If they know about them.
The report’s authors say many such technologies are not broadly disclosed or understood or even visible, opening the door to unwanted surveillance if not privacy violations. In some cases, it’s not clear to researchers what data is being collected by some devices, so understanding the privacy implications of those smart city technologies is nearly impossible.
Understanding the risks inherent in a smarter city on which we more frequently rely is not so difficult for some technology analysts.
New smart city technologies (sensors, devices, systems) are being deployed with little or no security testing, says a new smart city cyber attack report. Wireless hardware components in the network are particularly at risk, while the easily anticipated need for regular software patches and updates speaks to another security vulnerability.
Even with robust protections for personal information privacy and security, the smart city report asks, what if one day the smart city doesn’t work? No traffic controls, no garbage pick-up, no device recharging stations?
Existing and emerging threats to the smart city are rooted in its highly interconnected urban network and dense technology grids, vulnerable to both cyber-attack and physical damage.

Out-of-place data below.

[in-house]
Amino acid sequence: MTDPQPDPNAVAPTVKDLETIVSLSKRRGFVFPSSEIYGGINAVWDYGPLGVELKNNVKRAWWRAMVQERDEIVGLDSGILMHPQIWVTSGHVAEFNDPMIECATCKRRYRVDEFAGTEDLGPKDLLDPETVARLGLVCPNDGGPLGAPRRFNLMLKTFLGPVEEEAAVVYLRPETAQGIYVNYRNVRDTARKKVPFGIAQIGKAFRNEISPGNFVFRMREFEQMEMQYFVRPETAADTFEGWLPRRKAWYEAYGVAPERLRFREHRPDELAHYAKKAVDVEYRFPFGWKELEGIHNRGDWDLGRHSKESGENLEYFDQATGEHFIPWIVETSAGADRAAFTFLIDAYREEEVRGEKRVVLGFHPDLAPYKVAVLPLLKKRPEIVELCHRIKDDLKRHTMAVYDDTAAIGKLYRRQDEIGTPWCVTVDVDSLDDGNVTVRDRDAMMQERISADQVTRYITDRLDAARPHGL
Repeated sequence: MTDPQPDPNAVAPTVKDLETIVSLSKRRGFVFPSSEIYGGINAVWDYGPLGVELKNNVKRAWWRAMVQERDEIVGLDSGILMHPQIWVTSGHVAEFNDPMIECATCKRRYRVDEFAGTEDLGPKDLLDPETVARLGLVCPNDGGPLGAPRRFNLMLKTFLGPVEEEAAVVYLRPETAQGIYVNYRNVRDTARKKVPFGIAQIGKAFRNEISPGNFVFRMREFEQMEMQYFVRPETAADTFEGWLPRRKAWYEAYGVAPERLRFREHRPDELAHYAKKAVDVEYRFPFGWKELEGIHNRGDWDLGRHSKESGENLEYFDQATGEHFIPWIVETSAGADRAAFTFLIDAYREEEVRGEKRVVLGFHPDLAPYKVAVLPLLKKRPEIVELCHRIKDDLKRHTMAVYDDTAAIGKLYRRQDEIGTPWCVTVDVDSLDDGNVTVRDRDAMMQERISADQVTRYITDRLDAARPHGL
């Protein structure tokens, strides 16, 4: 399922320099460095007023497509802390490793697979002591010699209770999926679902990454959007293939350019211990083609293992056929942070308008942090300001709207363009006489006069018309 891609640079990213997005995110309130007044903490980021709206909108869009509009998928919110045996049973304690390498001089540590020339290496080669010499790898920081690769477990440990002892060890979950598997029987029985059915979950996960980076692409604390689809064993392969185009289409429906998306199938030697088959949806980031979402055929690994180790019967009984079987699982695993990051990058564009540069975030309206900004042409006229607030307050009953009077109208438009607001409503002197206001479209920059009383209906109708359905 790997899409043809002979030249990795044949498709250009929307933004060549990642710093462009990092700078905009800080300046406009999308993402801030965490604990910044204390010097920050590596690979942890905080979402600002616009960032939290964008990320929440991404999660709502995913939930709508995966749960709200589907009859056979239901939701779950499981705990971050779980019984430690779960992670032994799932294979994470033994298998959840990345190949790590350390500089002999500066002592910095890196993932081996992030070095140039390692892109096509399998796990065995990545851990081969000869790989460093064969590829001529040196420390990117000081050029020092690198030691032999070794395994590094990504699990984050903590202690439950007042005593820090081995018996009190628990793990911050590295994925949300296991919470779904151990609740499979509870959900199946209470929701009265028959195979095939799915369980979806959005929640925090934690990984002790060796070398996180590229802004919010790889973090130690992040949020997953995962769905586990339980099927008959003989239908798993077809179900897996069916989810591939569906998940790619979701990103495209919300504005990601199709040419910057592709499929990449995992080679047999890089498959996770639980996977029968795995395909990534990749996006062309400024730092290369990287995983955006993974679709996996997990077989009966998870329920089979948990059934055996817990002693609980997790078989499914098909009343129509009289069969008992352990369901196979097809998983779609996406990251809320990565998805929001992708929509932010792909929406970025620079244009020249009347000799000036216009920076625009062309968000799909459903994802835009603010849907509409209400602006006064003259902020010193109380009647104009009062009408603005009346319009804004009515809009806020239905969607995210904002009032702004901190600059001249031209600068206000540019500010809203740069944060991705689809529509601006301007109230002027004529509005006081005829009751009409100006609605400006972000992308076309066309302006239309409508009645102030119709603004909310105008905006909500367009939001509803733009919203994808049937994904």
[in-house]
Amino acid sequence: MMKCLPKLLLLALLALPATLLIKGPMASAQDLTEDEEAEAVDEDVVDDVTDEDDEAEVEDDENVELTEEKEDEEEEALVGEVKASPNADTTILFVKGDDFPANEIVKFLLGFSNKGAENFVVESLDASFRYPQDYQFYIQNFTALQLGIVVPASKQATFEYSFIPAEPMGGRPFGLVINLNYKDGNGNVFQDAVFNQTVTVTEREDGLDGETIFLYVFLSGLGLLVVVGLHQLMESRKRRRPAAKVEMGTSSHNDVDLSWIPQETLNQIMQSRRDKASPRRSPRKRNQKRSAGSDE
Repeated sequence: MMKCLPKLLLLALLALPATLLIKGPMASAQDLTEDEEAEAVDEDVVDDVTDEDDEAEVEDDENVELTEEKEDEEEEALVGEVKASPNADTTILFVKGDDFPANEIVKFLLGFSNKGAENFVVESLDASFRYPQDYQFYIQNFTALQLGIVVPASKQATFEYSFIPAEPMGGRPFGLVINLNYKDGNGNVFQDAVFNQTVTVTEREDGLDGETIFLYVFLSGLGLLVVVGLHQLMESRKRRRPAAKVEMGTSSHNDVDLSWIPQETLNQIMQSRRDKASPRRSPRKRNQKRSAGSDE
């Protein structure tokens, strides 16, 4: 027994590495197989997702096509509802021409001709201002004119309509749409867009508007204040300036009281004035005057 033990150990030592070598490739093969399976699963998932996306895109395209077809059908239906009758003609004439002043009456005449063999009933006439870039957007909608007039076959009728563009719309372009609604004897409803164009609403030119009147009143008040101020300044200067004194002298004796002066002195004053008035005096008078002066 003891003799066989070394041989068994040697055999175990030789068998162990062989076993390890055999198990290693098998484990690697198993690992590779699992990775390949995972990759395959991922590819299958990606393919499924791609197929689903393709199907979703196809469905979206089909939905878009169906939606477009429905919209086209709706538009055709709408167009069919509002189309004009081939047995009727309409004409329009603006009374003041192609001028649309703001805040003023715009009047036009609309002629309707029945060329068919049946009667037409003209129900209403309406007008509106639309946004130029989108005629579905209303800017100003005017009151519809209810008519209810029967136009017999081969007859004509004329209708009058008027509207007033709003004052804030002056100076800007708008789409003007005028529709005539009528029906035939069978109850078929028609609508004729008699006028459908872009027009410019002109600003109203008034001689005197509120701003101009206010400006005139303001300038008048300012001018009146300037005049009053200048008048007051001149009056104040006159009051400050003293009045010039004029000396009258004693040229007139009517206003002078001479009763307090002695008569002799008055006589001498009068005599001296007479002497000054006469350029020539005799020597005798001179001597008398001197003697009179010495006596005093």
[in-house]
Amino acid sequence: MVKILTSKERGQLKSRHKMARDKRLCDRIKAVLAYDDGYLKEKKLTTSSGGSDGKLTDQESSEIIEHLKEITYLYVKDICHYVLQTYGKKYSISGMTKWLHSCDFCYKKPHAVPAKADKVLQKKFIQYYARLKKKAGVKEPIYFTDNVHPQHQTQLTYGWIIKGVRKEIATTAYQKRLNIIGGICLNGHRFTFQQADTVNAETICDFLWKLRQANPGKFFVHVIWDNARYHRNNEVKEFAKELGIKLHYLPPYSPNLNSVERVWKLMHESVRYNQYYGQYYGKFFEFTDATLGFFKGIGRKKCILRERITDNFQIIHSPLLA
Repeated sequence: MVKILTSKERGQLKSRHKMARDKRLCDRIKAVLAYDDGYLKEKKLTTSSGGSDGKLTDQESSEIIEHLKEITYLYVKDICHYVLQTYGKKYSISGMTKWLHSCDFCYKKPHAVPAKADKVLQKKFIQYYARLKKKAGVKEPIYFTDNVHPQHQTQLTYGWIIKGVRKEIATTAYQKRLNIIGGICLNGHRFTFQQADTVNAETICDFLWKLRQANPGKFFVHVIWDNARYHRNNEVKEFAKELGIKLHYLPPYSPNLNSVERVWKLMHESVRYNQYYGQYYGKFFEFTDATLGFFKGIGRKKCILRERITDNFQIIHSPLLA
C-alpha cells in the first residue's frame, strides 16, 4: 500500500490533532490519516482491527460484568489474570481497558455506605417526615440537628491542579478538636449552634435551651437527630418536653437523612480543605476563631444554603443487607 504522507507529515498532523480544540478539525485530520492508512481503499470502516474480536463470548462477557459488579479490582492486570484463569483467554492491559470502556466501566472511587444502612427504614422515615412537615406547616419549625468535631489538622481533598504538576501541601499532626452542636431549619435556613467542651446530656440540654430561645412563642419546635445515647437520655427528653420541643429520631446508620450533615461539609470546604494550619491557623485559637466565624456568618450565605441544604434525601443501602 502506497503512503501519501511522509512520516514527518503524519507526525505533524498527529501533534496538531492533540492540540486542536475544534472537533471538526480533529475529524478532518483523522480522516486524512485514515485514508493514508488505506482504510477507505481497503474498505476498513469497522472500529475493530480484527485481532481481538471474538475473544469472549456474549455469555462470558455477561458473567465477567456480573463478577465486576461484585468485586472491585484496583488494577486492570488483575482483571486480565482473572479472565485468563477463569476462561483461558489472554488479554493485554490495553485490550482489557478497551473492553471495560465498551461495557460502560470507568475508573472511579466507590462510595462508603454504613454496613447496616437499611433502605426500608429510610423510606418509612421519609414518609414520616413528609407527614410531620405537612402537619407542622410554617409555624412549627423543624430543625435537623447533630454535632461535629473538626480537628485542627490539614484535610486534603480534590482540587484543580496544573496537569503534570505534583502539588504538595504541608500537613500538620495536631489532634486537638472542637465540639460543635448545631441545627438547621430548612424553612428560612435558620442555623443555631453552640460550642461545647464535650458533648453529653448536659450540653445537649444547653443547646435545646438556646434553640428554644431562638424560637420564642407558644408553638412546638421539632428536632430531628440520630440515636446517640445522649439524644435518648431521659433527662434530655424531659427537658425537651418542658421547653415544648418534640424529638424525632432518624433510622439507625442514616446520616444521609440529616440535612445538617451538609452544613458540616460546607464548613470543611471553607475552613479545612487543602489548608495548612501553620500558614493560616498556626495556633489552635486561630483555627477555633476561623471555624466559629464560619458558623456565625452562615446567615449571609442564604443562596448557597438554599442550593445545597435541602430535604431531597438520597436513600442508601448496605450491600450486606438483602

But one defence lies in decentralization and decoupling.
A big part of the risk from (if not costs of) a natural or cyber-disaster in a smart city could be mitigated if there was no central infrastructure. Or if the infrastructure — the city itself — could be (re)moved!
The new IDTechEx report, Smart City Opportunities: Infrastructure, Systems, Materials 2019-2029, says that’s both required and possible.
It describes houses that have no need for connections to a fixed grid because they collect their own water, treat their own sewage and make their own electricity.
(A company called PassivDom, for instance, has such a self-contained, pre-fab type residence that it says will be sold in Canada by summer 2020. And you know about Bill Gates and his futuristic toilet that does not need water or sewer connections but turns human waste into useful fertilizer chemically and locally).
Multi-residence and multi-use buildings can take the idea a step further by adding solar windows, solar power cladding and a supercapacitor-enabled structural skeleton to become their own power station.
These are among the new smart materials the report says will bring a new kind of localized and independent infrastructure to smart communities that are much, much different than the cities of the past.